NLOs understand AI’s edge at quickly analyzing correlations in complex data sets and are aware of the inadequacies that AI and machines have in terms of reasoning abilities.  They focus on the unique strengths of human cognition and assign people roles that add value—e.g., understanding causal relationships, drawing causal inference, counterfactual thinking, and creativity.  Design is the center of attention of these organizations and they utilize human imagination and creativity to generate new ideas and produce novel products.

3. Man and Machine Relationship

Next-generation Learning Organizations (NLOs) make the best use of humans and machines combined.  They utilize machines to recognize patterns in complex data and deploy people to decipher causal relationships and spark innovative thinking.  NLOs make humans and machines cooperate in innovative ways, and constantly revisit the deployment of resources, people, and technology on tasks based on their viability.

Interested in learning more about the other pillars of Learning?  You can download an editable PowerPoint on Digital Transformation: Next-generation Learning Organization here on the Flevy documents marketplace.

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Learning n DevelopmentTransformation of an organization into a Next-generation Learning Organization (NLO) is a challenging endeavor.  The main hurdles include convoluted hierarchies, bureaucratic red tape, delayed decision making, and complicated organizational systems and processes.

To develop a learning organization, leadership needs to trim down bureaucracy and complexities.  They should make the best use of technology to gather holistic real-time data, deploy Artificial Intelligence at scale, and develop data-driven decision-making systems.

Five Core Pillars of Learning are essential for the creation of a Next-generation Learning Organization, including:

  1. Digital Transformation
  2. Human Cognition Improvement
  3. Man and Machine Relationship
  4. Expanded Ecosystems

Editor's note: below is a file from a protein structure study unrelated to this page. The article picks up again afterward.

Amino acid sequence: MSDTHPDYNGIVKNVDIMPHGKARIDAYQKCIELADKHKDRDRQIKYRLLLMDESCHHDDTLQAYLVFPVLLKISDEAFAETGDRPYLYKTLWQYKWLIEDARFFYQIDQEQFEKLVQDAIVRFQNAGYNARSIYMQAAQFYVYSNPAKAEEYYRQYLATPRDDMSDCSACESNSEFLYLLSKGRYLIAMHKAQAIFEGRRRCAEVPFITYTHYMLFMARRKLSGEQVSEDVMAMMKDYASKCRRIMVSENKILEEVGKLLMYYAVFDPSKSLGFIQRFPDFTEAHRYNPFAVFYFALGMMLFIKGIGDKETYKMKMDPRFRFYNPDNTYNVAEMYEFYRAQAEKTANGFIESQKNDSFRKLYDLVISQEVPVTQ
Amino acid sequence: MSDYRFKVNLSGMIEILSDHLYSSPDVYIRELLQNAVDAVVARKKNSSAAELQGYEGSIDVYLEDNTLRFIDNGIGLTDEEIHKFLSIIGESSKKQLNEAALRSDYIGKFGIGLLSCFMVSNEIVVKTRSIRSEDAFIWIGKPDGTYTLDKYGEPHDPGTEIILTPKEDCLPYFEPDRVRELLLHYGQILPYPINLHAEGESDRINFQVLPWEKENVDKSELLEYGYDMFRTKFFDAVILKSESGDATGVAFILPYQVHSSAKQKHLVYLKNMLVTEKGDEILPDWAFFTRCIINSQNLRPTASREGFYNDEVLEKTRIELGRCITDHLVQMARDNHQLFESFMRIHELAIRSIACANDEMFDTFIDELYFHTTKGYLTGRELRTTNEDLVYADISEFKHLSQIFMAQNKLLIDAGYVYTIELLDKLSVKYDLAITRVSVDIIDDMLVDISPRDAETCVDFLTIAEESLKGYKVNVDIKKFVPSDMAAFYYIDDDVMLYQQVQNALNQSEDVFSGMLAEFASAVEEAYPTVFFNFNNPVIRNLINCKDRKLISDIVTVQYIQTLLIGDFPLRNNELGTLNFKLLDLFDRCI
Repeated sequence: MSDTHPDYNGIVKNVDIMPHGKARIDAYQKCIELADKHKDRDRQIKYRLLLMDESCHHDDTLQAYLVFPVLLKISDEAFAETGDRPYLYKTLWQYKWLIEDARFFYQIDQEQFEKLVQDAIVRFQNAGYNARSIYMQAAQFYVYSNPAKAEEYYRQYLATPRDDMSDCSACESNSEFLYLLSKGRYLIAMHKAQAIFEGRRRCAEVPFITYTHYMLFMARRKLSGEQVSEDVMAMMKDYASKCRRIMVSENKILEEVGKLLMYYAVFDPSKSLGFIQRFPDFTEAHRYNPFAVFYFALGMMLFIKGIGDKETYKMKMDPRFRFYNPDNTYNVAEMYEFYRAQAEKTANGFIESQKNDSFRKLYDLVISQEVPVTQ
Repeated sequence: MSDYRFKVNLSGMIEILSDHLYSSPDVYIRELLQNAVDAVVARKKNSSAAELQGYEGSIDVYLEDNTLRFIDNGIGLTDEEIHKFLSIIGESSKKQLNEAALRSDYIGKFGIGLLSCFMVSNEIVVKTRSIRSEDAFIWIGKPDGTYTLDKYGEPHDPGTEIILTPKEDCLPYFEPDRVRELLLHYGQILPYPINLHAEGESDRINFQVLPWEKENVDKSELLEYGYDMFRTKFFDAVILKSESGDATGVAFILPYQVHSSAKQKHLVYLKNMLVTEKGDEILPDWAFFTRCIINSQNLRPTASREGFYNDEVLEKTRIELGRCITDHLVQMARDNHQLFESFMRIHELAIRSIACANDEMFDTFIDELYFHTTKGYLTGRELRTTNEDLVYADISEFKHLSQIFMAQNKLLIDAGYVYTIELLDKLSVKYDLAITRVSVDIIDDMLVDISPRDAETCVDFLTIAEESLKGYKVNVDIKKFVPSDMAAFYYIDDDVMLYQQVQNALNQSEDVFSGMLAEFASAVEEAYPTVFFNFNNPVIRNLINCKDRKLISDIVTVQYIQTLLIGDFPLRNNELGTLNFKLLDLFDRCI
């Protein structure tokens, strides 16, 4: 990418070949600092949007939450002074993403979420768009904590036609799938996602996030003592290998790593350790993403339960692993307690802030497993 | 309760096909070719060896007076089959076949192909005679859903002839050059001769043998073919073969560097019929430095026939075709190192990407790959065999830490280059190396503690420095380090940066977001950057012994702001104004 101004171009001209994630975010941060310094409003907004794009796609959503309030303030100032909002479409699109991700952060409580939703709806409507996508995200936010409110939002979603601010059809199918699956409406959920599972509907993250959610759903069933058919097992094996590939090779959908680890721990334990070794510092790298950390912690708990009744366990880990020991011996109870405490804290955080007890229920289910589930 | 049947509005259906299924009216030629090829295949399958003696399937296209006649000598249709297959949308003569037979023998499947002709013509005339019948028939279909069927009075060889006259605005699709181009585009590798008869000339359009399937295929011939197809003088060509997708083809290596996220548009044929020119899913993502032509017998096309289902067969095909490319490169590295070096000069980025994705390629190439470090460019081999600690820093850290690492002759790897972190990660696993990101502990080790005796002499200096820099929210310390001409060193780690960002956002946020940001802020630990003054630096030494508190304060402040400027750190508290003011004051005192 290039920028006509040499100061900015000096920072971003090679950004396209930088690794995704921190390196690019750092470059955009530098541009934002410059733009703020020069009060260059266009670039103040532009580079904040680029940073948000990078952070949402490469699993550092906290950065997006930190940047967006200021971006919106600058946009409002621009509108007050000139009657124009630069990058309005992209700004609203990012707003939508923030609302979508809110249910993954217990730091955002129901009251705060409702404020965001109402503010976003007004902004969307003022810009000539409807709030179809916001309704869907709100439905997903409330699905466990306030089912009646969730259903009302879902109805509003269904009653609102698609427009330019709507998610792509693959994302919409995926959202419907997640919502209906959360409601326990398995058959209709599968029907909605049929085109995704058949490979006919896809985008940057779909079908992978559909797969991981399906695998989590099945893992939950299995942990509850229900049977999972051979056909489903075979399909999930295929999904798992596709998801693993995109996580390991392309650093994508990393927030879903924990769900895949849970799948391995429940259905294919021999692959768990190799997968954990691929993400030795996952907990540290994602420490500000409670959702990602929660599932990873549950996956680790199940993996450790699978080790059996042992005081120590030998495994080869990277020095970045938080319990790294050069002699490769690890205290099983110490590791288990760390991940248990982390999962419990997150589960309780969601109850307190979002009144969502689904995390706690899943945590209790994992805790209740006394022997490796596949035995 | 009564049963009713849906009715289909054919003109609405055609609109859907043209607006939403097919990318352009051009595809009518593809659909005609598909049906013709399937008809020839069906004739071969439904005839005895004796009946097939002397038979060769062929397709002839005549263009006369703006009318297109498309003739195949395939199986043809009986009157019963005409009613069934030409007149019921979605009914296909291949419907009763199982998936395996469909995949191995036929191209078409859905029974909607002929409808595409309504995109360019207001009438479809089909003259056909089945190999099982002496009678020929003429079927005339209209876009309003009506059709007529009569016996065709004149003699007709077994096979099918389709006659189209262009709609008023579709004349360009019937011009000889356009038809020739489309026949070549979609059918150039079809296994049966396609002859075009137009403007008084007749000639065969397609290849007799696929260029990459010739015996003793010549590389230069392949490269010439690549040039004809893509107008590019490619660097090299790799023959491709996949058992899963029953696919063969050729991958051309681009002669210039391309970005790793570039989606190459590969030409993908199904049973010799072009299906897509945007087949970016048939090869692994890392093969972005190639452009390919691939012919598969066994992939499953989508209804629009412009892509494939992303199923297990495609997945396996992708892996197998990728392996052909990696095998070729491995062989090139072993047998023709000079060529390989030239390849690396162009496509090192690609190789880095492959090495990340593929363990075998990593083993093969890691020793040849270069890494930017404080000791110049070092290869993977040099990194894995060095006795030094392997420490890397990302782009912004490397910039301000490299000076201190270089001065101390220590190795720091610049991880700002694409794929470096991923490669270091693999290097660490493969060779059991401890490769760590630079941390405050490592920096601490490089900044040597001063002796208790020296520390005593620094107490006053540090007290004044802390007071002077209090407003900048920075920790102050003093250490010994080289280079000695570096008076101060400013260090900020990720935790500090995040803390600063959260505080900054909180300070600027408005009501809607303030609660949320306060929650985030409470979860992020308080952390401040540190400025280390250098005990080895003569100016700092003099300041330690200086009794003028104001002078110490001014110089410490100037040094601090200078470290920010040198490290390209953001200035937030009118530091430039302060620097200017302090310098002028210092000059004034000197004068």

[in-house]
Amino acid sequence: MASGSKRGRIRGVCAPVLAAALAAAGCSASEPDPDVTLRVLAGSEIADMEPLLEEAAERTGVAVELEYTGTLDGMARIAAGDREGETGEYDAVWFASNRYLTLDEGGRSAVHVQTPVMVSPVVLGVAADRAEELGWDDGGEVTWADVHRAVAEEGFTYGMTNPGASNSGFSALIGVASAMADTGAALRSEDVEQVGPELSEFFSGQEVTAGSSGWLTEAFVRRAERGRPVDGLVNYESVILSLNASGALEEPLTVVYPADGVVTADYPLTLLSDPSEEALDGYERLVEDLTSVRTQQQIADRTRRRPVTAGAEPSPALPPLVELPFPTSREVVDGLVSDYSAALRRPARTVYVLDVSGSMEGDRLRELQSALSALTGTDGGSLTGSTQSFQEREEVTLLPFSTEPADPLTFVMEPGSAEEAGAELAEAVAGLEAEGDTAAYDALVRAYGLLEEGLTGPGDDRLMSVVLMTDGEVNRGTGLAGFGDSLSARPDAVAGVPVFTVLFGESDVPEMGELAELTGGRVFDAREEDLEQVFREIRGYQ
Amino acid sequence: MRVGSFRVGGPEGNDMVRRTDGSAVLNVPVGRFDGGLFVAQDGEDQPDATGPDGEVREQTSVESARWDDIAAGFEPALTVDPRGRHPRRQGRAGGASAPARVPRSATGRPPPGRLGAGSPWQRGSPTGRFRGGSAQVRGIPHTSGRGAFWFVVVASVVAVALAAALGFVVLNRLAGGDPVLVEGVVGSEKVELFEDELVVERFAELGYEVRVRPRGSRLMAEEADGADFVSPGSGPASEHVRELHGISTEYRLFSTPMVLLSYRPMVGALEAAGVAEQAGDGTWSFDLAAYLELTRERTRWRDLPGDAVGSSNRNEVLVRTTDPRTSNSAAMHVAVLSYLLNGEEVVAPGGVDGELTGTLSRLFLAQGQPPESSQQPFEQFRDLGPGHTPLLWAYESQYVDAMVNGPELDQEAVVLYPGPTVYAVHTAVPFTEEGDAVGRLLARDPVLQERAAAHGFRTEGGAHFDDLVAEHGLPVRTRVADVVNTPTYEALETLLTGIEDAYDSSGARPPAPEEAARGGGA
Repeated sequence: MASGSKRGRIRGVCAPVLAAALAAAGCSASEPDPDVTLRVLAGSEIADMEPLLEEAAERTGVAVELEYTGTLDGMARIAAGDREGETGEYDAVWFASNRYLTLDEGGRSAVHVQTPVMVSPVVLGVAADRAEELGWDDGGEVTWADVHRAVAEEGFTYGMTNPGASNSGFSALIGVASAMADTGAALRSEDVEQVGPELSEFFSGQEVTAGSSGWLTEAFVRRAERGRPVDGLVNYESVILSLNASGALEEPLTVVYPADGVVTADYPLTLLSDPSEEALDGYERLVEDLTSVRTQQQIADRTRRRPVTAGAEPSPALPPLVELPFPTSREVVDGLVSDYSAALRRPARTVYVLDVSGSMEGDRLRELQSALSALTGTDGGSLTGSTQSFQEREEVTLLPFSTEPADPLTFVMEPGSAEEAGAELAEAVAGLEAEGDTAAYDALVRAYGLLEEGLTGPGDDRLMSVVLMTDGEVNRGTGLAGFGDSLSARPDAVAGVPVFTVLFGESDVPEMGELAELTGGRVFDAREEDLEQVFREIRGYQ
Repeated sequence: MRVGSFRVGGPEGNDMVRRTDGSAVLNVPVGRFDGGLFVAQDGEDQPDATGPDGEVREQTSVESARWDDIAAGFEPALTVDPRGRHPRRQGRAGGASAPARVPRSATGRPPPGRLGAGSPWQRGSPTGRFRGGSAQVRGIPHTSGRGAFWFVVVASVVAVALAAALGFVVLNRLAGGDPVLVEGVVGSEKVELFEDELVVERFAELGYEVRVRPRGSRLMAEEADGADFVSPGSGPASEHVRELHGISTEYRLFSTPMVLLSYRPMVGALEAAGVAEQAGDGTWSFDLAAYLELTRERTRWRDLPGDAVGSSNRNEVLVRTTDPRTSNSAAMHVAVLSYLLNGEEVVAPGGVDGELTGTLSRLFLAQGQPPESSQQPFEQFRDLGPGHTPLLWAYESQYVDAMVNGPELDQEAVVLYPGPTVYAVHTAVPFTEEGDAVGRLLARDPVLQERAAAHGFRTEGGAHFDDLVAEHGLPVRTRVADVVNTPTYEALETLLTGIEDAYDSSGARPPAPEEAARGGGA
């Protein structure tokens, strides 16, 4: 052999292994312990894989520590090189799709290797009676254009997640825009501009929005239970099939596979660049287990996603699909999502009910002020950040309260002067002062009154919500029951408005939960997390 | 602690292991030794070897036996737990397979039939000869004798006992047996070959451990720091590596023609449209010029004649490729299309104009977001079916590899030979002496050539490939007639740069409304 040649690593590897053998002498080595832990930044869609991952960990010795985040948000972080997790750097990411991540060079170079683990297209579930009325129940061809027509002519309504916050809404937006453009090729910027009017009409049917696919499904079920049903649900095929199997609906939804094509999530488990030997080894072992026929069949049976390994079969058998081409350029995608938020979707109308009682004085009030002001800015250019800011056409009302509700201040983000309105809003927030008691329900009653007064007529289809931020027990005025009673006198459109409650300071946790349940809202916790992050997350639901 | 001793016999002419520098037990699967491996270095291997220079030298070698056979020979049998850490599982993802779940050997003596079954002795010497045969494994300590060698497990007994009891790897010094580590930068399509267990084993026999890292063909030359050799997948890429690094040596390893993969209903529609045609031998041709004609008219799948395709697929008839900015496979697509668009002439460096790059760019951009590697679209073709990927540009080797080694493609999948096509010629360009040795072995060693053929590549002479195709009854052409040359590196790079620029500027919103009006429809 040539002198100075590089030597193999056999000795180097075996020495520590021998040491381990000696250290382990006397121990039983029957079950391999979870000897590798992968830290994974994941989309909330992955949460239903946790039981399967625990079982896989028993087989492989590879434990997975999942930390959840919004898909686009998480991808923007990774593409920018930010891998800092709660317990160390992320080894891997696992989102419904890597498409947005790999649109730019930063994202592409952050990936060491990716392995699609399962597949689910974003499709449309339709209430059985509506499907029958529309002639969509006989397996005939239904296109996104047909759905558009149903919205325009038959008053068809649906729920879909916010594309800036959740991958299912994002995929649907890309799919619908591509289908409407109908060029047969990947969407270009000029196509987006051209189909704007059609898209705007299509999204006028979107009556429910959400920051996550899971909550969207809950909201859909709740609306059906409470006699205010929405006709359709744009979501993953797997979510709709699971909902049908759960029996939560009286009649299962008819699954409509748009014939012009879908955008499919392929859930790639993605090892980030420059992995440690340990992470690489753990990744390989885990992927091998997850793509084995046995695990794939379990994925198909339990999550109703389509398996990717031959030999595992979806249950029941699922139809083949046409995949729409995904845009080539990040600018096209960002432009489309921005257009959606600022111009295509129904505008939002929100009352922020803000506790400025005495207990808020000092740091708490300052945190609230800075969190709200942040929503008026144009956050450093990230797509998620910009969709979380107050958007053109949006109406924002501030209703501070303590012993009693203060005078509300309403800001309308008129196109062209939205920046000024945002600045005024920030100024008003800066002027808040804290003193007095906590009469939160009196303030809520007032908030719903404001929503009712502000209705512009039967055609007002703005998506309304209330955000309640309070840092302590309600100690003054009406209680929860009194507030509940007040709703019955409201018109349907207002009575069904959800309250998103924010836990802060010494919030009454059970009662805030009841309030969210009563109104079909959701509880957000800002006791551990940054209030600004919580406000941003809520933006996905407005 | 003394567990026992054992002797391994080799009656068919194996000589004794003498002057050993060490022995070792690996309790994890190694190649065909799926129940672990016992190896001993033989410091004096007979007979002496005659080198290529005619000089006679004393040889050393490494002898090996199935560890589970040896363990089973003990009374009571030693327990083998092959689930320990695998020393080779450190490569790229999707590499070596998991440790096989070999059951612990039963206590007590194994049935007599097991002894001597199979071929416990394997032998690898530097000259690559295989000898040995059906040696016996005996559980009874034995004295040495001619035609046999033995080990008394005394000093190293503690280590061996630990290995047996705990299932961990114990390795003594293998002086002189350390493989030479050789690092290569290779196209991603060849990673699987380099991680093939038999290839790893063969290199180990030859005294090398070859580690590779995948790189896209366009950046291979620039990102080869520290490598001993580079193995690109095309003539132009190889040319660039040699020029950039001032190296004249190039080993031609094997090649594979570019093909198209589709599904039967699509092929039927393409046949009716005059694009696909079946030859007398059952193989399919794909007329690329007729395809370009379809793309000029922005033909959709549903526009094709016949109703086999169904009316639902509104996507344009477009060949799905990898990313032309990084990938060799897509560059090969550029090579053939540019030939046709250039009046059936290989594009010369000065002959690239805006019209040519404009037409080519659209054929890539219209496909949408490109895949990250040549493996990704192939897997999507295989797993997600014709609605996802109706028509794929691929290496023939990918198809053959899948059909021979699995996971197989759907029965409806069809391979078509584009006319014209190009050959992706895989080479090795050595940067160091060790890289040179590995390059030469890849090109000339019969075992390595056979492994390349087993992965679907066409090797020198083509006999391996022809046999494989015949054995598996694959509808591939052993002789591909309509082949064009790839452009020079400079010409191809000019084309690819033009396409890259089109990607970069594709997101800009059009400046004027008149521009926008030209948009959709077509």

5. Management Innovation

Let’s take a deep dive into the first 3 Core Pillars.

1. Digital Transformation

The first pillar is Digital Transformation.  Next-generation Learning Organizations (NLOs) are characterized by their speed of learning and their adeptness to take action based on new insights.  They use emerging technologies to automate as well as “autonomize” their businesses, without relying too much on human intervention and decision-making.

By autonomizing, the NLOs enable machines to learn, take action, and evolve on their own based on continuous feedback.  They create integrated learning loops where information flows automatically from digital platforms into AI algorithms where it is mined in run-time to gather new insights.  The insights are passed to action systems for necessary action that create more data, which is again mined by AI, and the cycle continues, facilitating learning at fast pace.

2. Human Cognition Improvement

Next-generation Learning Organizations (NLOs) schedule time for their people to have unstructured reflection on their work.  While most organizations fear disruption of human work in future by AI and machines, NLOs assign unique roles to their people based on human cognition strengths—e.g., understanding relationships, drawing causal judgment, counterfactual thinking, and creativity.  These organizations are aware of AI’s advantage—in analyzing correlations in complex data promptly—as well as its shortcomings in terms of reasoning abilities and interpretation of social / economic trends.  NLOs make design the center of their attention and utilize human creativity and imagination to generate new ideas and produce novel products.  They assign roles accordingly, inspire imagination in people by exposing them to unfamiliar information, and inculcate dynamic collaboration.

3. Man and Machine Relationship

NLOs foster innovative ways to promote collaboration between people and machines.  They recognize that this helps them in better utilization of resources, maximize synergies, and learn dynamically.

To create effective collaboration between people and machines, NLOs develop robust human-machine interfaces.  The existing AI systems lack the ability to decipher everything, which is an area where humans excel.  NLOs supplement these shortcomings by setting up human-machine interfaces, where humans assist the AI by corroborating its actions and suggesting sound recommendations.  These learning organizations bifurcate responsibilities based on the risks involved, assign humans and machines appropriately against each job, and select a suitable level of generalization and sophistication between humans and machines.

Interested in learning more about the Core Pillars of Learning?  You can download an editable PowerPoint on Next-generation Learning Organization: Core Pillars here on the Flevy documents marketplace.

Are you a Management Consultant?

You can download this and hundreds of other consulting frameworks and consulting training guides from the FlevyPro library.